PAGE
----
"A lot of people associate feminism with women being angry. But think about it, how can I not be angry when I get harassed every single day? How can I not be angry when I get constantly discriminated just because I am a woman?" Anindya Restuviani, or Vivi, said during her presentation at the HeForShe Talk.

Vivi is now the partnership coordinator of WMJ 2018. Before that, she was the chief organizer of FemFest 2017.

Vivi said she marches because she wants people to understand why she is angry.

Growing up in a small town in Central Java, in a conservative Javanese-Muslim family, she has experienced her fair share of gender-based discrimination, including being discouraged from going to university by her grandmother who thinks a woman’s place is at home, so education is not important.

Now Vivi has a Law degree from Diponegoro University and a long list of prestigious achievements, such as being a former member of United Nations Populations and Fund (UNFPA) Indonesia’s Youth Advisory Panel.

Vivi is also the co-director of Hollaback Jakarta! and a communication officer at a social enterprise called Seefar.

One person that keeps Vivi's fire going is her father, who is a former Suharto-era activist. Compared to his experience of going to prison, Vivi said she is "living in a comfort zone."

"So everyday when people try to stop me from whatever I am doing, I always think of my father. He went to jail, he was tortured, but he kept doing what he was doing. What I'm facing now is nothing compared to what he had to go through," Vivi told the Jakarta Globe.

Emily Lawsen

Emily Lawsen, events coordinator of Women's March Jakarta 2018. (Photo courtesy of Emily Lawsen's personal collection)

"A feminist who loves writing and singing," Emily Lawsen described herself. Emily is the events coordinator of WMJ 2018. Previously she was a member of the FemFest committee.

Constant sexual harassment women receive on the streets and violence committed against marginalized groups like the LGBT community, female factory workers and migrant workers are what give Emily motivation to march in WMJ and take part in other women empowerment events.

But what trigger her the most are "government policies that undermine women," especially the criminal code draft revisions.

"By marching with my friends, I hope the government will open their eyes to their discriminative policies. This year, WMJ 2018 has a list of 8 demands for the government which we have discussed with NGOs. I hope the government will be all ears," she told the Jakarta Globe.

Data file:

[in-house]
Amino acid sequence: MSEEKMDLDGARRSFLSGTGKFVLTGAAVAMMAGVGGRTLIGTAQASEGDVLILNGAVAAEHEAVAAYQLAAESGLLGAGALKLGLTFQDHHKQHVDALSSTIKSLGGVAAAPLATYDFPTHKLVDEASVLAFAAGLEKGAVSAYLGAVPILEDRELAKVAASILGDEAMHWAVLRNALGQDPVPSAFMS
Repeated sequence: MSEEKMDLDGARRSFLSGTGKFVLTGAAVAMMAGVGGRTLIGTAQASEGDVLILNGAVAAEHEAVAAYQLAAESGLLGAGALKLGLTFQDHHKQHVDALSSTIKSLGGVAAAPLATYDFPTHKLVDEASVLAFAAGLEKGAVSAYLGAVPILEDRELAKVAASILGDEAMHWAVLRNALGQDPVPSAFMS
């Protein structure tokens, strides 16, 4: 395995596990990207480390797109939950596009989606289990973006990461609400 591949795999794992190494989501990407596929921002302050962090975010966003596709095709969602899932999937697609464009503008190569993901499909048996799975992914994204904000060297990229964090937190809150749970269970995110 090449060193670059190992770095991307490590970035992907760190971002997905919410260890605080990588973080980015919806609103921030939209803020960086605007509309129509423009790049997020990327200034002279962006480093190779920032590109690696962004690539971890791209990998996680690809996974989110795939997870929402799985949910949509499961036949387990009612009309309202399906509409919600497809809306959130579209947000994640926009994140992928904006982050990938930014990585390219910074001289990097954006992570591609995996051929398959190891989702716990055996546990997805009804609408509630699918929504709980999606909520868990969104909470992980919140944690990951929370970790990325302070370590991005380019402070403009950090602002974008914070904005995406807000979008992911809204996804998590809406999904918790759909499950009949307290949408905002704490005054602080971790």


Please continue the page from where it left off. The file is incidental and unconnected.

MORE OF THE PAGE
Emily, who works for a Singaporean company, said she is very happy to be appointed as the events coordinator for the march and said it's a "concrete proof of the struggle against injustice that has existed here for a long time."

Kate Walton

Kate Walton, media coordinator of Women's March Jakarta 2018. (JG Photo/Dhania Sarahtika)

Kate Walton, the media coordinator for the WMJs and FemFest, created JFDG in 2014. Now it has over 2,000 members on Facebook with around 50 volunteers.

The reason she created the Facebook group was because she was fed up with the sexual harassment she received on the street and in the workplace in Indonesia, which has been her home since 2011.

In a recent discussion held as part of Women’s March Jakarta 2018’s pre-events, Walton also revealed she was a victim of dating violence back then in 2011.

A freelance writer, Walton also works for a number of international development programs on women's health, gender and governance.

"I travel around Indonesia a lot for my work and I think that has given me a good understanding of the biggest issues facing Indonesian women and other marginalized groups in the twenty-first century; there is no way anyone can truly understand these problems just by sitting in an office in Jakarta," she told the Jakarta Globe.

As an Australian expat in Indonesia, she emphasizes that the local women’s movement "must be led and directed by Indonesian women themselves, as only they can properly decide what they want to work on or fight against."

She positions herself as a supporter, providing references when necessary on what other countries have done to tackle development and rights issues.

"I also see my role as one of awareness raising, as I am able to highlight issues in Indonesia to the international media – sadly, they pay more attention when a white foreigner is involved, but this means I am able to play this off to help raise awareness and bring attention to challenges surrounding women's rights in Indonesia," Walton said.

Additional reporting by Joy Muchtar